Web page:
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I am an engineer in the marine industry and work as a commissioning engineer and need to build something that I can connect to each sensor for alarm testing. The sensor is a thermocouple that is hard wired into the CANbus node. CANbus is the area where I have the least understanding, not taught when I was at uni.(If anyone has links to indepth information, please send me the link) I would like to be able to connect to the CANbus sensor and read it, while also being able to send a false output temperature CANbus signal to raise the temperature being read by the alarm system. I have looked at what is available of the shelf and can´t find anything that can do this. I can see there is some opensource software and making a CANbus reader seems not so hard, but sending a temperature signal over CANbus seems rather difficult. CANbus system runs on 13v with a 120 Ohm resister at the bus end. There are 4 bus with about 6 nodes on each. There are 6 wires in each bus cable. 2 are shields ard the other 4 which run to each node are 1)CAN Hi 2)CAN Lo 3)return 4)13v

Thanks in advance

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    \$\begingroup\$ Do you want to read and send from a computer or your own device? Even if you want to develop your own device, you will need a CAN interface to a PC to be able to diagnose and debug it, and they come with software for reading and sending eg PCAN If you want to develop your own device, look for a micro that has the CAN peripheral hardware, and firmware libraries for CAN. \$\endgroup\$
    – Martin
    Nov 9 '17 at 11:56
  • \$\begingroup\$ Thanks, I was thinking easiest way would be through my laptop. I had seen the PCAN, but it is only rated to 5v. \$\endgroup\$ Nov 9 '17 at 12:07
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    \$\begingroup\$ So don't connect the 13V pin, just CAN H, CAN L and 0V. The supply voltage power line is not related to the CAN signals and is not part of the CAN spec. The signals are typically dictated by a standard such as ISO-11898. The bus terminator is connected across the signals, not the power line. \$\endgroup\$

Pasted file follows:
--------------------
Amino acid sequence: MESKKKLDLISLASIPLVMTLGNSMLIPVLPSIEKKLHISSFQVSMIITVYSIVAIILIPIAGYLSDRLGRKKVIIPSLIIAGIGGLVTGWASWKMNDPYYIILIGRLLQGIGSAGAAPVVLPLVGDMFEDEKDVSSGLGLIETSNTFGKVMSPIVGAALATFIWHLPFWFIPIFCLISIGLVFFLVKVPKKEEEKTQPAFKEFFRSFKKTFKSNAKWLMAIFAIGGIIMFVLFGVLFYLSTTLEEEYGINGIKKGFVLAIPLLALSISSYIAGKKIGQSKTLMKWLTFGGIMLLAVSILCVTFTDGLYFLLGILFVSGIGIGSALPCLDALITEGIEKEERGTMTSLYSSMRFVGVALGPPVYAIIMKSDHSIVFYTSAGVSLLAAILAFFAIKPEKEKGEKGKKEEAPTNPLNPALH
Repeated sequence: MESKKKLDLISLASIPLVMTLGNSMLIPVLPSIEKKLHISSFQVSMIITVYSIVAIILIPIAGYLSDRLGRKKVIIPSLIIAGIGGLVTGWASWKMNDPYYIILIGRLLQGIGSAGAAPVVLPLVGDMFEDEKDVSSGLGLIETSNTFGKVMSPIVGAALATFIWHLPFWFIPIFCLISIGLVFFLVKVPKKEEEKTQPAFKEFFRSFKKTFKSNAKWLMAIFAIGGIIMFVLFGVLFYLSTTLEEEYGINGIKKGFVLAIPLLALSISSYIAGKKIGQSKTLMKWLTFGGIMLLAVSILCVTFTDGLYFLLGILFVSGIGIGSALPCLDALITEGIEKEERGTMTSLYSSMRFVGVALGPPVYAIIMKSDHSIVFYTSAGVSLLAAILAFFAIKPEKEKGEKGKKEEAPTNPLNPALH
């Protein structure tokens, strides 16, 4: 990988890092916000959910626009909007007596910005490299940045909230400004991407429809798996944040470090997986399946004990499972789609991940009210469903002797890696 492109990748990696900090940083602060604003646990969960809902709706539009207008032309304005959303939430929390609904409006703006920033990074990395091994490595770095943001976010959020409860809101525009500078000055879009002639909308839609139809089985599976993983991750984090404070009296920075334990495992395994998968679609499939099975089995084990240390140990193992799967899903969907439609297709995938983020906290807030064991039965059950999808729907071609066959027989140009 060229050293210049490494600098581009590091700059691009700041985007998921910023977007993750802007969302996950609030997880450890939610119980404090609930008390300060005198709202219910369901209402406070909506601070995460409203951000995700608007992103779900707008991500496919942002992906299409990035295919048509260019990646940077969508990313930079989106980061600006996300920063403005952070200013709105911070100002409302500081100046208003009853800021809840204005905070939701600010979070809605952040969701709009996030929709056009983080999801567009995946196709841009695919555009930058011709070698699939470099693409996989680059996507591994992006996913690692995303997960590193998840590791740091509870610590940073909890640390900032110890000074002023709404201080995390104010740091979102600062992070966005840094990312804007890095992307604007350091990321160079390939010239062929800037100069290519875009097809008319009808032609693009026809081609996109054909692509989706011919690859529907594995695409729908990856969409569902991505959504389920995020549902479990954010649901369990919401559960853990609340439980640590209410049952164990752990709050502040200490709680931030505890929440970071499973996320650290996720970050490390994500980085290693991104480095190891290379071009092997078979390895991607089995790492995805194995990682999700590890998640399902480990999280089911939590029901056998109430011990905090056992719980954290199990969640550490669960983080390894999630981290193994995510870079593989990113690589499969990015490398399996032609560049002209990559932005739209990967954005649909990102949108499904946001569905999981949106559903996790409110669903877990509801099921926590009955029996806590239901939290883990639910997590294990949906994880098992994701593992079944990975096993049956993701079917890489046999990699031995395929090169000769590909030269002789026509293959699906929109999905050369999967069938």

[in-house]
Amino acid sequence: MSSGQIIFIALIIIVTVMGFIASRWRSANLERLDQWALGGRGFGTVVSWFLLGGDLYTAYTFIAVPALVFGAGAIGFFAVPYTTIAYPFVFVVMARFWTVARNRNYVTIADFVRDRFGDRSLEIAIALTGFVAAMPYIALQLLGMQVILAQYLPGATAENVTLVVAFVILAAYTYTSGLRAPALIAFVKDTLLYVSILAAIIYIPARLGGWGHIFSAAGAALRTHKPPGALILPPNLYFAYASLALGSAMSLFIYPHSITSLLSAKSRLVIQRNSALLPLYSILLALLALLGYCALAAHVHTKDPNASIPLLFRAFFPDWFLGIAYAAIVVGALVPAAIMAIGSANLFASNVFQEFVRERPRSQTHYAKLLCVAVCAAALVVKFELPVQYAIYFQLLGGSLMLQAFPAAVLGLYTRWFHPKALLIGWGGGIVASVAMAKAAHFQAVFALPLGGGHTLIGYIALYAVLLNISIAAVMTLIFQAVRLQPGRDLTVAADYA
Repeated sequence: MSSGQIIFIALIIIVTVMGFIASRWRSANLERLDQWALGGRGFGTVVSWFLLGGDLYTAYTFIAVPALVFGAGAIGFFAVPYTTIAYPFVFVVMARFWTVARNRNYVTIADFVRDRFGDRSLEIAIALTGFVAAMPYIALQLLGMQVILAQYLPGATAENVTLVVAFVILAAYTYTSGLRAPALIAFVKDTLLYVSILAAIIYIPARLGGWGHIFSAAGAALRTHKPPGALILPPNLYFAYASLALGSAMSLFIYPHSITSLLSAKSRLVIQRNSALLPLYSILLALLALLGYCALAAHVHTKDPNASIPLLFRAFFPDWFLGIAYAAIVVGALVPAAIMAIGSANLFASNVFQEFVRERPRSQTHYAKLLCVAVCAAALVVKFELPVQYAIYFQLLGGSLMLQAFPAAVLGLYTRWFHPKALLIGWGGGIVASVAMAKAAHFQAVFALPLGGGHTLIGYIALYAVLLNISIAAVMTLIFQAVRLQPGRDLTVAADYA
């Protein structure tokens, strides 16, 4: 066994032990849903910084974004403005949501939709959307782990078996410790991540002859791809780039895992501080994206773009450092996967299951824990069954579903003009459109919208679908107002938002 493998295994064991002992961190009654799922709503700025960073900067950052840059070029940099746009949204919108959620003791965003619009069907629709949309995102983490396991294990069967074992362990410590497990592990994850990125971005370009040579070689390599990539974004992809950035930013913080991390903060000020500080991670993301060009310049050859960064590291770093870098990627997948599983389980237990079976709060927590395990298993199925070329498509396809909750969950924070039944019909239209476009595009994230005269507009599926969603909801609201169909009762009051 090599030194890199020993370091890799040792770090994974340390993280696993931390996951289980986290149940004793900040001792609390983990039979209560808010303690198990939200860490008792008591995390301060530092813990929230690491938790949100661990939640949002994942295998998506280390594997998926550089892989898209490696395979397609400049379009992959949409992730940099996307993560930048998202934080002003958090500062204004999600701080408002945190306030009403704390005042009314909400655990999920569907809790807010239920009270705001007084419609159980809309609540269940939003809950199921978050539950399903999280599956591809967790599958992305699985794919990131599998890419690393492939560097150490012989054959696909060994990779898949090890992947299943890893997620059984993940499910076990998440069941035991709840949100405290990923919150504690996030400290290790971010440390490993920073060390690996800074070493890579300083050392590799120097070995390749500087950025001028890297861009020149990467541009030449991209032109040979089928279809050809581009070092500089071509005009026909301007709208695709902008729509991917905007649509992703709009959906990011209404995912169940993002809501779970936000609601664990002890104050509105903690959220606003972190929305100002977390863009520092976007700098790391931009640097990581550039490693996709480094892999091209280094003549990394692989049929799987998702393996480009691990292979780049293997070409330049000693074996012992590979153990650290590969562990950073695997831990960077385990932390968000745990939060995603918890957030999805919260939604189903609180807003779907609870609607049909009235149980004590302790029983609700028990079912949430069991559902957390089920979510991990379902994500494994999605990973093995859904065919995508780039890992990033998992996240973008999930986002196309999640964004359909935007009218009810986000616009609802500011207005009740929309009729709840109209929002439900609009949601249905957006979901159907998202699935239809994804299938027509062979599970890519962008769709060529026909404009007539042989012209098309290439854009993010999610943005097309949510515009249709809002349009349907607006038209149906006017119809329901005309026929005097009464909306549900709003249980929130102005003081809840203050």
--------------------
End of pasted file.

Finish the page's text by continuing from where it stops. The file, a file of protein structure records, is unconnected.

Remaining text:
– Martin
    Nov 9 '17 at 12:22
  • \$\begingroup\$ Thankyou, Could you answer me why the supply to the node isn´t needed in this case. \$\endgroup\$ Nov 9 '17 at 12:38
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    \$\begingroup\$ The PCAN node is powered by the USB connector. \$\endgroup\$
    – Martin
    Nov 9 '17 at 12:45
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To begin with, you cannot work with "CAN bus", since that's only the hardware layer. To be able to communicate over a CAN bus, you must know which higher layer protocol that is used. This can be anything. Some common standards are CANopen (most common by far), J1939 and Devicenet. But it is even more common to use a custom, often proprietary protocol.

Unless you know the protocol, and thereby how the whole bus timing is designed, you cannot and should not connect to a CAN bus. Starting to send data onto a CAN bus which you don't know how it is designed, is simply bad and dangerous practice.

As for how to communicate with a CAN bus from the outside world, such as a PC, that's the easy part. There exists many companies (Vector, IXXAT, Kvaser etc) that make CAN listeners, which is typically an adapter with a DB9 male connector towards the bus, pin-out according to the CANopen DS303 hardware standard, where CAN H, CAN L and signal ground are needed. Shield is optional, supply is not needed (unless galvanic isolated CAN nodes are used). The other side of the adapter will have USB that you connect to a PC with the CAN listener software.

Alternatively you could cook up some custom microcontroller solution of your own, but that requires a whole lot more knowledge about CAN, particularly if you are to design the driver yourself.

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